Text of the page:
A little help here. Often people question whether they could use XP because they, or their management, believe in, or use, various techniques. "We use Hypertensive Planning, could we use XP with or instead of that?"
Are there practices or processes that you'd like to compare and contrast with XP? If so, please list them here. Thanks! -- RonJeffries
PairProgramming can be seen as a kind of live, two-person review of code that is coming into being from the review. If I had developed my code with a partner, I would feel much more comfortable going into a review that the code would meet standards and do what it was supposed to do.
XP's UnitTests are written during development of each feature - ideally before the development. An XP-written object has UnitTests for all of its behavior that could possibly fail. If I had developed my code with UnitTests, I would feel much more comfortable going into a review that the code would do what it was supposed to do.
Used well, code reviews would track review effectiveness, in terms of standards violations found, defects found, and so on. Most review processes classify the things they find as to whether they are important or not.
One of the biggest drawbacks to code reviews is that they take place after a relatively large amount of code has been produced. The changes the review proposes can be somewhat disruptive to the development process. While reviews surely save money compared to letting the problems go further downstream, even better would be process improvements upstream.
Suppose that a team instituted PairProgramming and UnitTests upstream from reviews. Might the problems found by reviews reduce so far in number and importance, that the reviews were no longer economic?
BradAppleton raises IssuesOnReviews.
I have been pushing PP for some time at work, and pointed people to the research by LaurieWilliams. However our Quality Manager was unconvinced and asked if there was any research comparing the effectiveness of PP against code reviews. I had to admit that there was none that I knew of. Has anyone done an experimental comparison? -- DaveKirby
XP uses the PlanningGame, with CommitmentSchedule to show the overall look of things, and IterationPlan to show the next few weeks. It is trivial, literally, to change the plan: pick up a card and move it from one place to another on the table.
Could some way of recording what the plan is, and how progress is being made, either replace your favorite PERTGanntHarvard standard, or feed into it to generate company standard reports? This way you could have a combination of both worlds: you could know what was really happening, and you could print out the reports people have come to respect. It'd be more expensive than just doing XP's planning, but most of the rest of the work could be done outside the mainstream planning and development, so it needn't slow things down.
One project GotaHandleOnStatus. -- BradAppleton
I have seen such charts used to good effect in the past. IMO, the difference between good and bad use of charts lies in recognizing that the future projected in the chart is an estimate. When I've seen charts used positively, the chart is used separately from deadlines on the project. Deadlines were set first, then the Gantt/PERT/etc. charts were used to see if the project was on track to finish by the deadline. Management recognized that this was approximate. -- BrentNewhall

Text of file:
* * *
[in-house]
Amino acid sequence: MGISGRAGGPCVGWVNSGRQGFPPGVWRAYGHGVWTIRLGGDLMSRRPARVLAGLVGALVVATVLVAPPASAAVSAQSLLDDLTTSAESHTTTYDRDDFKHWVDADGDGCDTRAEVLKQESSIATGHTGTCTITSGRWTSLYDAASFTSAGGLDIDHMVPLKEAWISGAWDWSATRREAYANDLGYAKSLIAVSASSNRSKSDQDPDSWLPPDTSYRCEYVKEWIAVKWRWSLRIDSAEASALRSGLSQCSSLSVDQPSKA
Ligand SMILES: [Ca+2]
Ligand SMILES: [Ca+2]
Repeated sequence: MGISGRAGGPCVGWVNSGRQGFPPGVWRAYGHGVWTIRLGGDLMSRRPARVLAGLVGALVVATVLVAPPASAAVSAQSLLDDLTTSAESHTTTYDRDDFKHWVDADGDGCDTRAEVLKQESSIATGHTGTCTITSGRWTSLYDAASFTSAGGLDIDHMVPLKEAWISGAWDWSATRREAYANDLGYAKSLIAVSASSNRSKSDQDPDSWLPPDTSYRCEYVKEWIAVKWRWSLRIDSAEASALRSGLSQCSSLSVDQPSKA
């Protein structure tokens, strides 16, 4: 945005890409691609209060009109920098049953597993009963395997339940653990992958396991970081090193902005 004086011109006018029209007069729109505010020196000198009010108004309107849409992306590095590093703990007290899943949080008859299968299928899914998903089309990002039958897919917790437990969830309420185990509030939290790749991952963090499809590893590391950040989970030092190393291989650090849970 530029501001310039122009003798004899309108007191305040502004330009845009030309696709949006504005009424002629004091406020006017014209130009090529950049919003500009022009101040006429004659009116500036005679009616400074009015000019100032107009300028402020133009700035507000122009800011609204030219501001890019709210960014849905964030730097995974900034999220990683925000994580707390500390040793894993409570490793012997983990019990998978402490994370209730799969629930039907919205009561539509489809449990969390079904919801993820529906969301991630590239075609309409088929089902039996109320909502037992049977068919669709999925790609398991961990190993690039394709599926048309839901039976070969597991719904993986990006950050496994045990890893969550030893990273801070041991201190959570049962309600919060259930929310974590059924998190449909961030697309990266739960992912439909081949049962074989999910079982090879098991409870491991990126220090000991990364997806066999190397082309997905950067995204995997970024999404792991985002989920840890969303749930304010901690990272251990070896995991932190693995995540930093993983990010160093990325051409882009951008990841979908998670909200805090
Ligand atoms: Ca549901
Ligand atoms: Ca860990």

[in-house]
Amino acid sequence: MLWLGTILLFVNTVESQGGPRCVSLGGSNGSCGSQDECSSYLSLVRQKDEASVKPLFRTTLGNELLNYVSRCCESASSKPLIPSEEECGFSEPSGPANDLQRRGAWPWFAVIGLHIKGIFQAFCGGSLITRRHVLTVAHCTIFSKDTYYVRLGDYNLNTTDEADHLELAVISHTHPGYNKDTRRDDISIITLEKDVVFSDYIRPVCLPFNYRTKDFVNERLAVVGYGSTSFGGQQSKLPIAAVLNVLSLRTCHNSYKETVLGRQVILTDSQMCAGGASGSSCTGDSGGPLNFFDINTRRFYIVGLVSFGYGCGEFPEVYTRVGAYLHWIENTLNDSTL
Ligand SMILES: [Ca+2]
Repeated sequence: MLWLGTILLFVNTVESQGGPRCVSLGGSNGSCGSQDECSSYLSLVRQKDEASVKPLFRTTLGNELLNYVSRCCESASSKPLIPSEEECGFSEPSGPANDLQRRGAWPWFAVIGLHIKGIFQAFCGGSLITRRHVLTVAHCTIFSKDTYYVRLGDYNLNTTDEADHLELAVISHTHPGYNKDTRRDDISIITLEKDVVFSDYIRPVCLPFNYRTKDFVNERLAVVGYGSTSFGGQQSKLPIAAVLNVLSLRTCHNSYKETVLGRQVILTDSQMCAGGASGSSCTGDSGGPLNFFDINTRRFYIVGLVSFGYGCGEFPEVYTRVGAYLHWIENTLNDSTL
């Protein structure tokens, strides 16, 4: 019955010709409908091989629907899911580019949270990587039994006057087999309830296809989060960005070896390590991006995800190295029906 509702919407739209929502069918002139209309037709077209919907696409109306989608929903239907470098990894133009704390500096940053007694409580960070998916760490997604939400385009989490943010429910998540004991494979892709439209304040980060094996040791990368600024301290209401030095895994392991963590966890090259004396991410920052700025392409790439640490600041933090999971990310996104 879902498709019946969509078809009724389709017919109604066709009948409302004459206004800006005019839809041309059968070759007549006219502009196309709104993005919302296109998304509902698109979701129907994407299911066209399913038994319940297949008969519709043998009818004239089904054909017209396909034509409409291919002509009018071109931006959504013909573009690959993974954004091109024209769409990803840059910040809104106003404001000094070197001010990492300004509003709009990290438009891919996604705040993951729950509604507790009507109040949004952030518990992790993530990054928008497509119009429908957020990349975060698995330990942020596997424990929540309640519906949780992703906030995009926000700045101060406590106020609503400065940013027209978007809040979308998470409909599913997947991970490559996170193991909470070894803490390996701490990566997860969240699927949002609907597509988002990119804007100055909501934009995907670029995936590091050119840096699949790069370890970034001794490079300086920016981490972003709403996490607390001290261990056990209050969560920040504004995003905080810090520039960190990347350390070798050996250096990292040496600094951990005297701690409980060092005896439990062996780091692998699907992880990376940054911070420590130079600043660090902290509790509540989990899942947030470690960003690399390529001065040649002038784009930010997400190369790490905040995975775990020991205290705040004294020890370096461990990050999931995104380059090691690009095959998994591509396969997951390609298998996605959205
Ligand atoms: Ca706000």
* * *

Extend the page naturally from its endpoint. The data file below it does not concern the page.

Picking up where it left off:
AlejandroGoyen's discussion of management-required Gantt/PERT/etc. charts on an XP project moved to ChartsOnExtremeProgrammingProject.
Alternatives to OnsiteCustomer
An alternative to the OnsiteCustomer I found to be highly useful was "Concept Engineering." I haven't heard much about this approach since the early 1990s and I haven't been able to locate my reference material (sorry!).
The approach used was to create multiple two person interview teams from the development staff and to identify your potential market segments. Within each market segment, you went out to interview 10-20 customers and potential customers. Each interview was transcribed. After the interview, key descriptive statements were identified. After all interviews were completed, a group evaluation method was used to consolidate the individual details into a hierarchical description.
I have yet to find any method I would consider its equal in getting the development team to understand the customers' environments. There is nothing like seeing first hand what the customer is trying to do and the problems he may face.
Especially in the commercial world, it may not be feasible to identify a single truly knowledgeable individual and have him relocate to your development site. If you are the new kid on the block, you often have to develop the first release of your product before you have any end users.
There are other means of requirements gathering, but in the end, I think that the responsibility for generating UserStories, doing the PlanningGame, and creating AcceptanceTests usually fall to the development team. It might be nice to have an OnsiteCustomer to do these things, but I think the situations are rare where the OnsiteCustomer is applicable.
Please add more practices and experiences to this page.
This page mirrored in ExtremeProgrammingRoadmap as of April 29, 2006